Physics Stack Exchange is a question and answer site for active researchers, academics and students of physics. It's 100% free.

Sign up
Here's how it works:
  1. Anybody can ask a question
  2. Anybody can answer
  3. The best answers are voted up and rise to the top

A beam $\displaystyle 3m$ long with fixed support on one end and hinge on the other end is subjected to a uniform load of $10\ kN/m$. What is the maximum shear of this beam?

The solution is this one:

$\displaystyle Max.Shear = \frac{5\omega{L}}{8}=\frac{5\left(10\right)\left(3\right)}{8}=18.75\ kN$

where $\omega$ = distributed load $N/m$

$L=$ length

My question is, how did he get this equation? All I know is that hinges have two forces acting on them. Can anyone derive this equation?

share|cite|improve this question
Hi Andrew. I think you're aware that this site deals with conceptual Physics Q&A. I have a slight thought that this actually disagrees with our homework policy because, it explicitly asks other users to derive the equation for you. We don't encourage homework questions that doesn't involve any sort of work done by the author and asks other users to solve the problem. If you think you could clarify your question, add what you've done along with your question. We're ready to help you. ;-) – Waffle's Crazy Peanut Mar 22 '13 at 17:19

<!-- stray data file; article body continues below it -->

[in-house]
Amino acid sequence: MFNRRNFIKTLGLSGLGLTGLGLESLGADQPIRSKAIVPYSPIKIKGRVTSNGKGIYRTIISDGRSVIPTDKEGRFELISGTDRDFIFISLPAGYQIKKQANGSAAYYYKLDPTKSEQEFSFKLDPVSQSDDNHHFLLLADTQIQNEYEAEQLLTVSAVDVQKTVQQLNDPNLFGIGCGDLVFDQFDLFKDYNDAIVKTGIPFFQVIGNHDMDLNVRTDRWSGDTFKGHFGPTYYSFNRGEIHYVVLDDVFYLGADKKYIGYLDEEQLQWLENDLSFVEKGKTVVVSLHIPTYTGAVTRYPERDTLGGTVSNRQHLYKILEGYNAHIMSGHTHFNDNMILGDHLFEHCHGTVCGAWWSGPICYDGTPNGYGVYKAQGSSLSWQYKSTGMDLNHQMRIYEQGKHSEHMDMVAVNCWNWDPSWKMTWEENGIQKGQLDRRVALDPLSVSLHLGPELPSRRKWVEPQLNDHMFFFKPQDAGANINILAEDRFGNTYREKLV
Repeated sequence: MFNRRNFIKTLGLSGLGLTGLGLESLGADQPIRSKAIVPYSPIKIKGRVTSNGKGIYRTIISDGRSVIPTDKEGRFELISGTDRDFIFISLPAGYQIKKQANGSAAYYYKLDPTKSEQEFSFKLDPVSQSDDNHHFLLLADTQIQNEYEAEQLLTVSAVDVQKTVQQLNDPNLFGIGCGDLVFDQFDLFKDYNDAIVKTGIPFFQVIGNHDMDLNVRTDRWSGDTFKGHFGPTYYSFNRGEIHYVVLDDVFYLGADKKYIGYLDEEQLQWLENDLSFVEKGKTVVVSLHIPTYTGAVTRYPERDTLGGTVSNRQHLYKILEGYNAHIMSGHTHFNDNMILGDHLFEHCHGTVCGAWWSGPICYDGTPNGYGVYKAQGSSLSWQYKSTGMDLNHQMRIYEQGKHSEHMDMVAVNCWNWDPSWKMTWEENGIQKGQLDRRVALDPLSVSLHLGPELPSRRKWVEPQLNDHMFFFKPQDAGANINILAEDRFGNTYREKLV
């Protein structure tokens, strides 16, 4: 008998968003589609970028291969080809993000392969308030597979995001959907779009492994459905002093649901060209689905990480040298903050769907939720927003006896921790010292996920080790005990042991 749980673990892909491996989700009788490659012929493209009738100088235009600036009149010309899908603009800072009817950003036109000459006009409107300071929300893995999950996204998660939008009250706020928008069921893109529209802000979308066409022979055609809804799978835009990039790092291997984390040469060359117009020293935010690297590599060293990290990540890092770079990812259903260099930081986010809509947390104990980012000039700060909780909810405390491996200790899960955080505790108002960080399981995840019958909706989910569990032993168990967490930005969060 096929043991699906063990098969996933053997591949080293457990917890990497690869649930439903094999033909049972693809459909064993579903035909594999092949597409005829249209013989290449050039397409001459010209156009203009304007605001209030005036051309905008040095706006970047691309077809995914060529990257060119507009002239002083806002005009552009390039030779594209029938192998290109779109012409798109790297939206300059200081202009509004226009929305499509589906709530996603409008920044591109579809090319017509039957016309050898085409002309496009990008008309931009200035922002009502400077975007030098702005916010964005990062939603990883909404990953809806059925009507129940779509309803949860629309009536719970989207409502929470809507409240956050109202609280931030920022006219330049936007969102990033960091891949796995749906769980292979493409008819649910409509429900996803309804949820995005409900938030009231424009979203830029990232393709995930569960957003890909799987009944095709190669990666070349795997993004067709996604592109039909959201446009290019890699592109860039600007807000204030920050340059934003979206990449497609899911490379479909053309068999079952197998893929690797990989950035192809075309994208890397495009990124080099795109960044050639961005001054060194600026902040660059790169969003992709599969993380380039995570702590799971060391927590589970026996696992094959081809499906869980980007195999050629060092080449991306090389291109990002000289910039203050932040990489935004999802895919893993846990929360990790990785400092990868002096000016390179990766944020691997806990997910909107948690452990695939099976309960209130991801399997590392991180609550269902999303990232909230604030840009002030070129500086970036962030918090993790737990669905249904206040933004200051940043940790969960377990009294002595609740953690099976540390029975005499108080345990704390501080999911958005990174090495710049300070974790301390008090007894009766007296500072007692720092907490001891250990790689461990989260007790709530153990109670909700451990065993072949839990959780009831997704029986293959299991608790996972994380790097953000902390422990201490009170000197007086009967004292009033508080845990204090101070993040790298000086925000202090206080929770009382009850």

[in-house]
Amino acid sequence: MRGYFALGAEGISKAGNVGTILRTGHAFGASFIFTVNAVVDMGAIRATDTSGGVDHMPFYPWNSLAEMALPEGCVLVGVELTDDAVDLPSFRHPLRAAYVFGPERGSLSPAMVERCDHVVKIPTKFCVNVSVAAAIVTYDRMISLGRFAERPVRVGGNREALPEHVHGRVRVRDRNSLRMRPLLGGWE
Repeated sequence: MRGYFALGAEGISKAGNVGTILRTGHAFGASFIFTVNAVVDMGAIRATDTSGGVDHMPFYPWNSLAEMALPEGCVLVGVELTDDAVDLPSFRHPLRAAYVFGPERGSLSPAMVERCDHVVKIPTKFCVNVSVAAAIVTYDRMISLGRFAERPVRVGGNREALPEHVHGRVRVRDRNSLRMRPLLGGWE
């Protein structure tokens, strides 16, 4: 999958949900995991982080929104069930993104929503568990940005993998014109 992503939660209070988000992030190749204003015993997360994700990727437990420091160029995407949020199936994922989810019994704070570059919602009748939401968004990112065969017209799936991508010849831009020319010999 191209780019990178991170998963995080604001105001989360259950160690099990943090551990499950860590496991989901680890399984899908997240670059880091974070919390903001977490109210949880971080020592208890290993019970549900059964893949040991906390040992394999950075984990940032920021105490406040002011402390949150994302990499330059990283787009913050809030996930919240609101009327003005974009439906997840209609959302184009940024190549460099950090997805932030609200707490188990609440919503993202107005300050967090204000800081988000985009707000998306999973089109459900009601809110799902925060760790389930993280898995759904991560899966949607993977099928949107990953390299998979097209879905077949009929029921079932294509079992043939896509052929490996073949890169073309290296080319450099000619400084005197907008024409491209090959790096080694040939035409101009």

@CrazyBuddy Well... this is definitely better than the typical homework-like question we get around here. But you have a point. AndrewJohn, could you perhaps update the post to include what you've done to try to figure out how this equation was derived? What did you find in your textbook (or whatever resources you have), for instance? – David Z Mar 22 '13 at 18:32

Your Answer


By posting your answer, you agree to the privacy policy and terms of service.

Browse other questions tagged or ask your own question.